Diagnosing peripheral neuropathy

If you are having chemotherapy that has a high risk of causing nerve damage, your treatment team will monitor you closely for early signs of peripheral neuropathy. In other cases, peripheral neuropathy may be diagnosed after you report symptoms to your cancer specialist or general practitioner (GP).

If your doctor suspects that you have peripheral neuropathy, they will check how the symptoms affect your daily life and may ask you to complete a symptom checklist.

The doctor may also check your:

  • awareness of where your body is – you close your eyes and answer questions about the position of parts of your body
  • reflexes – your ankles, knees and wrists are tapped with a small hammer to check their automatic movement
  • balance and coordination – you may be asked to walk in a straight line or balance on one leg
  • blood pressure – your blood pressure is measured when you are lying down and standing up to see if there is a difference.

In some cases, your cancer specialist or GP may refer you to a neurologist, a specialist doctor who diagnoses and treats diseases of the nervous system. They may arrange special tests known as nerve conduction studies, which check how many cells are working and how quickly they send electrical signals along to the next cells.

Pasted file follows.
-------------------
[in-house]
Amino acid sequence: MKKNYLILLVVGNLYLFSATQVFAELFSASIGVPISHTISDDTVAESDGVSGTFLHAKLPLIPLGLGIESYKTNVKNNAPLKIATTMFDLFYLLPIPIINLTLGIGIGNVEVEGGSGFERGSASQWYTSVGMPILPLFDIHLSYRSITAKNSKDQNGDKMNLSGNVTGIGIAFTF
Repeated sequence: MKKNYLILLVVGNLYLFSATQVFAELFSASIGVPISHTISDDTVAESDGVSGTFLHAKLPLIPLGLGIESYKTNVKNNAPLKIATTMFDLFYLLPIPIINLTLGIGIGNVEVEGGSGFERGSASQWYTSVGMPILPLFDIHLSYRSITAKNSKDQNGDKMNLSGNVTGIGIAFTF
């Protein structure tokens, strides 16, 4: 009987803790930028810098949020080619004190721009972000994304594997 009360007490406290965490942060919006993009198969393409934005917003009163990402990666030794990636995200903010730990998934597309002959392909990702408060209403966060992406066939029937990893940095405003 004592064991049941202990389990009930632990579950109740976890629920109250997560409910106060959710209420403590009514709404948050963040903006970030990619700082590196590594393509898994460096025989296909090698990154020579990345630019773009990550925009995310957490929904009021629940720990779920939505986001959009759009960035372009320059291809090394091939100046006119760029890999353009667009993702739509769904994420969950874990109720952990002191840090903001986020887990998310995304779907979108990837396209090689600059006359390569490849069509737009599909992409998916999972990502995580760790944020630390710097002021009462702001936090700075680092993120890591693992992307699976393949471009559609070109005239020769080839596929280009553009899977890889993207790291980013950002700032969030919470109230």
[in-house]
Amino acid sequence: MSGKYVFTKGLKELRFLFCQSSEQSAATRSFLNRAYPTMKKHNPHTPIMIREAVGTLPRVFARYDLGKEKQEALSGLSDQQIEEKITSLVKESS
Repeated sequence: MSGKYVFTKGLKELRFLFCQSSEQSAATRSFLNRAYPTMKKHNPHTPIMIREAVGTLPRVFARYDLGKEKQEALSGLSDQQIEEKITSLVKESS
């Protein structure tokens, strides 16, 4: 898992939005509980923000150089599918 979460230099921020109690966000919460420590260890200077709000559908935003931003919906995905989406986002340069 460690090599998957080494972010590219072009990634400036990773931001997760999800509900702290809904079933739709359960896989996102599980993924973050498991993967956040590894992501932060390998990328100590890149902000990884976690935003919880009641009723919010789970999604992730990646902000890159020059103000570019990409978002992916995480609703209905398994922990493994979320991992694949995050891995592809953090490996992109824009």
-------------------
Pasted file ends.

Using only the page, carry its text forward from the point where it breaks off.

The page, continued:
Based on your symptoms and test results, your doctors may give the peripheral neuropathy a grade. Different grading systems are used in Australia, but a common one has grades 1 to 3, with grade 3 being the most severe and needing urgent attention.


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    Understanding Peripheral Neuropathy

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Amazon Kindle 2nd Generation devices

EPUB files can’t be read on the Amazon Kindle™. However, like most eReaders, Kindle™ 2nd Generation devices are able to display PDFs. We recommend that you download the PDF version of this booklet if you would like to read it on a Kindle™.
To transfer a PDF to your Kindle™ via USB cable from your computer or Mac:

  • download the PDF directly onto your computer.
  • connect the USB cable to your computer’s USB port, and the micro USB end of the cable to your Kindle™. Note: the Kindle™ won’t be available as a reading device while it is connected to your computer until it has been disconnected.
  • open the Kindle™ drive and several folders will appear inside. The “Documents” folder is where you will need to copy or drag the PDF to.
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Kindle also provides a Kindle Personal Documents Service that allows users to send documents as an attachment directly to your eReader. For more information on this service, visit http://www.amazon.com/gp/help/customer/display.html/ref=help_search_1-1?ie=UTF8&nodeId=200767340&qid=1395967989&sr=1-1
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You can also download and open eBooks on Android devices and PCs with appropriate apps or software installed. Suitable eReader apps for Android include Google Play Books, FBReader and Moon+ Reader. Suitable software for PCs include Calibre and Adobe Digital Editions.


This information was last reviewed in January 2020
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